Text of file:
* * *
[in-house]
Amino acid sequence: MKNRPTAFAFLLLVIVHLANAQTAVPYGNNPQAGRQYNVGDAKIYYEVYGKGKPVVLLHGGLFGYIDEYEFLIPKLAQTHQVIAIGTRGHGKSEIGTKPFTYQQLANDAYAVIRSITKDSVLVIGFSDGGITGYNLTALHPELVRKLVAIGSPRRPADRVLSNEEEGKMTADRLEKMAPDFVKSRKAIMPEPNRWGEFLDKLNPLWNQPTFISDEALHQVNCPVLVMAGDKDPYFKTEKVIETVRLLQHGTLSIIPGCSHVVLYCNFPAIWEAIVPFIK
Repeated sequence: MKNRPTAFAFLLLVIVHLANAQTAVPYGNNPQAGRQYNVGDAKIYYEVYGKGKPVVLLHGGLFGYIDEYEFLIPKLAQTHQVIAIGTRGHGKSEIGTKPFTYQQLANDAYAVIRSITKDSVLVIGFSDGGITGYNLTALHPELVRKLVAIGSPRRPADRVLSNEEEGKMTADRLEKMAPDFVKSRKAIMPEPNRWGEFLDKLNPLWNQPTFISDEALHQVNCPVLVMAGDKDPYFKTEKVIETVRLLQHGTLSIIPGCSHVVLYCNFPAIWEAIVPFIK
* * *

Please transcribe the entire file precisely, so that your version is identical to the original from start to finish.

[in-house]
Amino acid sequence: MKNRPTAFAFLLLVIVHLANAQTAVPYGNNPQAGRQYNVGDAKIYYEVYGKGKPVVLLHGGLFGYIDEYEFLIPKLAQTHQVIAIGTRGHGKSEIGTKPFTYQQLANDAYAVIRSITKDSVLVIGFSDGGITGYNLTALHPELVRKLVAIGSPRRPADRVLSNEEEGKMTADRLEKMAPDFVKSRKAIMPEPNRWGEFLDKLNPLWNQPTFISDEALHQVNCPVLVMAGDKDPYFKTEKVIETVRLLQHGTLSIIPGCSHVVLYCNFPAIWEAIVPFIK
Repeated sequence: MKNRPTAFAFLLLVIVHLANAQTAVPYGNNPQAGRQYNVGDAKIYYEVYGKGKPVVLLHGGLFGYIDEYEFLIPKLAQTHQVIAIGTRGHGKSEIGTKPFTYQQLANDAYAVIRSITKDSVLVIGFSDGGITGYNLTALHPELVRKLVAIGSPRRPADRVLSNEEEGKMTADRLEKMAPDFVKSRKAIMPEPNRWGEFLDKLNPLWNQPTFISDEALHQVNCPVLVMAGDKDPYFKTEKVIETVRLLQHGTLSIIPGCSHVVLYCNFPAIWEAIVPFIK